I read a pretty cool project idea the other day where you're to read in some polynomial and do operations on it. I figured that this is a pretty nice project to apply my newly acquired knowledge of grammars on. It might be overkill, but it'll be fun none the less.
A polynomial of degree n of one variable is a function of the form: f(x) = a_{n}x^{n} + a_{n1}x^{n1} + ... + a_{2}x^{2} + a_{1}x + a_{0} where a ∈ ℝ
For example, we might have: f(x) = 3x^{3} + 9x^{2} + x + 4. We might also have 2.5x^{5} + 8x^{3}. Or even (1/3)x^{2}. It's versatile, so there's going to need to be some thought put into how it's parsed.
This post will only be concerned with the grammar. Let's get started.
Contextfree Grammar
Now, we don't have to define the grammar so rigorously. We can simply construct rules with a lefthand side (LHS) and > and righthand side (RHS) such that some string w may be derived from the rules. Let's consider the coefficient first.
Possible values are (positive, negative) (integer, real). We won't support fractions, or roots, or constants like e and pi.
Let's define coefficient to be:
Let's debug a bit, and make sure this is right.
So, that seems to work. The next thing we care about is polynomial. This is a coefficient x ^ exponent or coefficient x or coefficient. Our updated grammar:
Let's debug again:
We have a problem though. We can't allow for negative exponents. Let's update the grammar:
That should solve the problem.
And just to show the process of discovery, I will leave everything as is, and reveal that I should be calling polynomial a term instead. Terms are separated by plus or minus. Let's make that small change first and see where we're at (I really am doing this as I go. I have no grand plan in case you were wondering). This also means that we'll let polynomial handle the plus/minus aspect, but unfortunately INT and REAL still need to support negative because we can have some ax + b for example.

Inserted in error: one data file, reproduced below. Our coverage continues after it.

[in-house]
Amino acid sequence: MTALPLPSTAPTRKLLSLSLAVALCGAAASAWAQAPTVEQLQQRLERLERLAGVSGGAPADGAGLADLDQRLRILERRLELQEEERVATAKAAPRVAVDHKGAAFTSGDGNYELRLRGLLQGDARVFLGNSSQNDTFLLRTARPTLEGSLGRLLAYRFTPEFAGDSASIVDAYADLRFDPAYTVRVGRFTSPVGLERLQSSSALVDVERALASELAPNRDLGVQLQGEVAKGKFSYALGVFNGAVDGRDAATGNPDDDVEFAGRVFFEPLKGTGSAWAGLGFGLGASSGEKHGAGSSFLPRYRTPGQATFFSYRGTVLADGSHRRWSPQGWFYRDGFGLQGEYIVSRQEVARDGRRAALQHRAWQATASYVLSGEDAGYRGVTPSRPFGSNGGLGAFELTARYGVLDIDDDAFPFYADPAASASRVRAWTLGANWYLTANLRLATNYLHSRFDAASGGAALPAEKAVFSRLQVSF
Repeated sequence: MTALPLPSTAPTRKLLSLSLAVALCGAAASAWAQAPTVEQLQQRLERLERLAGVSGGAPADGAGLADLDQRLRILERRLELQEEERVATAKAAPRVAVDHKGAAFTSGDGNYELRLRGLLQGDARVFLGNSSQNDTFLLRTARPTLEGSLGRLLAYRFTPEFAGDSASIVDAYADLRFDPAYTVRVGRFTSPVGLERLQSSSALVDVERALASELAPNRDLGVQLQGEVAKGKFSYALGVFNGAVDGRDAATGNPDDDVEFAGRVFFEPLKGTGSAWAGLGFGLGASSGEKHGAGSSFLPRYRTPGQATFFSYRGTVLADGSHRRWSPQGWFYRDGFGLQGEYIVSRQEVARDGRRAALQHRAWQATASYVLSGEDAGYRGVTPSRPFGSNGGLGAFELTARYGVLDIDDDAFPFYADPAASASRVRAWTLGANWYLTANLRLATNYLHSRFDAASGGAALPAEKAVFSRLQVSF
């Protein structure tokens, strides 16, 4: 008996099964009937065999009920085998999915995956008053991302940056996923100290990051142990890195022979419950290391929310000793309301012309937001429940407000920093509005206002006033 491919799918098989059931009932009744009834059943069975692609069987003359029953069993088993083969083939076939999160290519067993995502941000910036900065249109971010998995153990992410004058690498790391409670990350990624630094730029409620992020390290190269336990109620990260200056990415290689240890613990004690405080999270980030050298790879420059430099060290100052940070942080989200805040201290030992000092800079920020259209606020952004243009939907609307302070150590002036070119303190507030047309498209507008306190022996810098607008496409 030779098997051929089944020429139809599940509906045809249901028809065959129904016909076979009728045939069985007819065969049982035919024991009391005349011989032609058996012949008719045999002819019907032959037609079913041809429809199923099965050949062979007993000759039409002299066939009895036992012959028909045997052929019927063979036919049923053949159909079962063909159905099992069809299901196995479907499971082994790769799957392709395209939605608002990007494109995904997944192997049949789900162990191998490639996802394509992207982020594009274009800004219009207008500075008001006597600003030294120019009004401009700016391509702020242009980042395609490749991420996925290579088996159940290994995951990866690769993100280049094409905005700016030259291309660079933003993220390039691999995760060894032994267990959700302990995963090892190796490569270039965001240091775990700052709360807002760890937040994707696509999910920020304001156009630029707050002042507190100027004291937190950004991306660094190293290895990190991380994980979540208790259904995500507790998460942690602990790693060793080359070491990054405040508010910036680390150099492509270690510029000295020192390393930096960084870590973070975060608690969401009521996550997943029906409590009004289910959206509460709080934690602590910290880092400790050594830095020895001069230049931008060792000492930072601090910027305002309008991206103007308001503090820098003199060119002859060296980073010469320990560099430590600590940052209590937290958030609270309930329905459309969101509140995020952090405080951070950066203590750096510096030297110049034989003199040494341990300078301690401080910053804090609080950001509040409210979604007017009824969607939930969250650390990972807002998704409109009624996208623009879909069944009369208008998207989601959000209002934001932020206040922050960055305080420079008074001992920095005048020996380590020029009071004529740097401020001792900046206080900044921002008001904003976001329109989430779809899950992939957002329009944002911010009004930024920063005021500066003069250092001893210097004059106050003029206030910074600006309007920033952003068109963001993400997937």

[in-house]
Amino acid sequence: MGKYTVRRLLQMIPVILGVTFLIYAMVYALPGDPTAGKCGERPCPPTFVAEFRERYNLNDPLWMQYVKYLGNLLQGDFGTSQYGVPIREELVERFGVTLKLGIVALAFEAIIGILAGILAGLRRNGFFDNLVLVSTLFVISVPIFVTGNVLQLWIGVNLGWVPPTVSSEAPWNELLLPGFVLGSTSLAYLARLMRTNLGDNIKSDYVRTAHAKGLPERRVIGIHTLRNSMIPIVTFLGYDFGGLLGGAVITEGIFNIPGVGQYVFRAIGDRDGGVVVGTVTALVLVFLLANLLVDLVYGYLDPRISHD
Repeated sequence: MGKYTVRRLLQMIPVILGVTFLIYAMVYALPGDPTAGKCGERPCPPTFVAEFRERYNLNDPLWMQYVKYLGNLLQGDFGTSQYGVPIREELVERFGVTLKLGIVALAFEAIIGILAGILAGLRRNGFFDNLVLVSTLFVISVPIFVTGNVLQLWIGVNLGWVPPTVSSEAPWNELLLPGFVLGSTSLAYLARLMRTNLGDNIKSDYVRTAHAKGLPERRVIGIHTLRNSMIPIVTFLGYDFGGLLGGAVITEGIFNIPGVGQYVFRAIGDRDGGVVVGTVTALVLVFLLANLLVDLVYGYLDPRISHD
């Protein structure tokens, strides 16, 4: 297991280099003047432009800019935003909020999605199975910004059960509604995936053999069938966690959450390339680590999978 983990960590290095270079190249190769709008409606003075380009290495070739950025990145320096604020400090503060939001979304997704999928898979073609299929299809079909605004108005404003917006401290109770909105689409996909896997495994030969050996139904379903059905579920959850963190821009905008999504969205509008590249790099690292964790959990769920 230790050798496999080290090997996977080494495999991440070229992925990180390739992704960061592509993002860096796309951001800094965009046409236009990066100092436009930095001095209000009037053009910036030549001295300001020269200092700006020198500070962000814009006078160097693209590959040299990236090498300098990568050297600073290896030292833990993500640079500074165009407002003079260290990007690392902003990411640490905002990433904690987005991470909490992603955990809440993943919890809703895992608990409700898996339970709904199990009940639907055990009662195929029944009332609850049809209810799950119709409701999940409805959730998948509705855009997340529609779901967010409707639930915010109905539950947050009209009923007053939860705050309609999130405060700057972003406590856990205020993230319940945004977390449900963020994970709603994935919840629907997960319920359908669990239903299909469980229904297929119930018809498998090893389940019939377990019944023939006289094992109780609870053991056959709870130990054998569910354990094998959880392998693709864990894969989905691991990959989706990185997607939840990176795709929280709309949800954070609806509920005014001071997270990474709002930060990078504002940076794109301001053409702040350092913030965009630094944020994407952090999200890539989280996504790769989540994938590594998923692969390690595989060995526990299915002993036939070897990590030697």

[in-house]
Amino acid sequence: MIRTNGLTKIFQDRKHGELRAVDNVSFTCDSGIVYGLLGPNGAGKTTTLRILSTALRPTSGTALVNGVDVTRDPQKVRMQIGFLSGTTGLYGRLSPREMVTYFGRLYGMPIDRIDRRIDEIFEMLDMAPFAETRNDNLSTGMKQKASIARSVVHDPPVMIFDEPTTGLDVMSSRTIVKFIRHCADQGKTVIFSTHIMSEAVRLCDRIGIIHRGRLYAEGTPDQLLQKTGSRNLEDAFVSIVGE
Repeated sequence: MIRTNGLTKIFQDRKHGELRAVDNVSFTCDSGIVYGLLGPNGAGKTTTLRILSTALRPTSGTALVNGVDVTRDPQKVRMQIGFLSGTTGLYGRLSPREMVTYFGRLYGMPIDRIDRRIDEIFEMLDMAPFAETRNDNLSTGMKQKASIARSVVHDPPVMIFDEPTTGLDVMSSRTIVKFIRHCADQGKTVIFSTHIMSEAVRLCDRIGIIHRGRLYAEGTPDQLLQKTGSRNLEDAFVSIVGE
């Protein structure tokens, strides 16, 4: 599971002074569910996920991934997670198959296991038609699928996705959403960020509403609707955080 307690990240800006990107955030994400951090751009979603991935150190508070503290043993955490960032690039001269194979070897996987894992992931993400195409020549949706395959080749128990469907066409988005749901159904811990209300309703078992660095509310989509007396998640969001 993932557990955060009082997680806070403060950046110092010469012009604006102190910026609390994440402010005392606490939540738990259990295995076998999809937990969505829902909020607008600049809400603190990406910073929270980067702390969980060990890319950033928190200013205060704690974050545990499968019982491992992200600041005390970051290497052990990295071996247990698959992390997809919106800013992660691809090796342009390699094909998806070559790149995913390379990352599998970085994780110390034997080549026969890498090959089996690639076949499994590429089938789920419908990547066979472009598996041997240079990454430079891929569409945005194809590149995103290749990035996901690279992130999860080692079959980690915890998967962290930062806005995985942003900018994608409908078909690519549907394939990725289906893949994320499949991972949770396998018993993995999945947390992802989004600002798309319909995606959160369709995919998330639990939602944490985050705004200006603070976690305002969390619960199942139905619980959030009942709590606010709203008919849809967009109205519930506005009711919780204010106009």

Let's do a big test (this will be long).
Whew, what a journey.
So What?
We could write a parser to process an input string and determine if what was provided is a polynomial or not. As we parse through it, we can store the data to proper data structures, and then do operations on it as objects.
I'll be attempting to code this in an upcoming post probably, so if this is interesting, look forward to that.
Also, feel free to comment on any errors I've made. Your review is appreciated.
More on contextfree grammars:
https://en.wikipedia...xtfree_grammar
A polynomial of degree n of one variable is a function of the form: f(x) = a_{n}x^{n} + a_{n1}x^{n1} + ... + a_{2}x^{2} + a_{1}x + a_{0} where a ∈ ℝ
For example, we might have: f(x) = 3x^{3} + 9x^{2} + x + 4. We might also have 2.5x^{5} + 8x^{3}. Or even (1/3)x^{2}. It's versatile, so there's going to need to be some thought put into how it's parsed.
This post will only be concerned with the grammar. Let's get started.
Contextfree Grammar
Contextfree Grammar said:
A contextfree grammar is a 4tuple (V, Σ, R, S) where
 V is a finite set called the variables
 Σ is a finite set, disjoint from V, called the terminals
 R is a finite set of rules, with each rule being a variable and a string of variables and terminals.
 S ∈ V is the start variable.
Now, we don't have to define the grammar so rigorously. We can simply construct rules with a lefthand side (LHS) and > and righthand side (RHS) such that some string w may be derived from the rules. Let's consider the coefficient first.
Possible values are (positive, negative) (integer, real). We won't support fractions, or roots, or constants like e and pi.
Let's define coefficient to be:
coefficient > INT  REAL INT >  DIGIT DIGIT*  DIGIT DIGIT* REAL >  DIGIT DIGIT* . DIGIT DIGIT*  DIGIT DIGIT* . DIGIT DIGIT* DIGIT> 0  1  2  3  4  5  6  7  8  9
Let's debug a bit, and make sure this is right.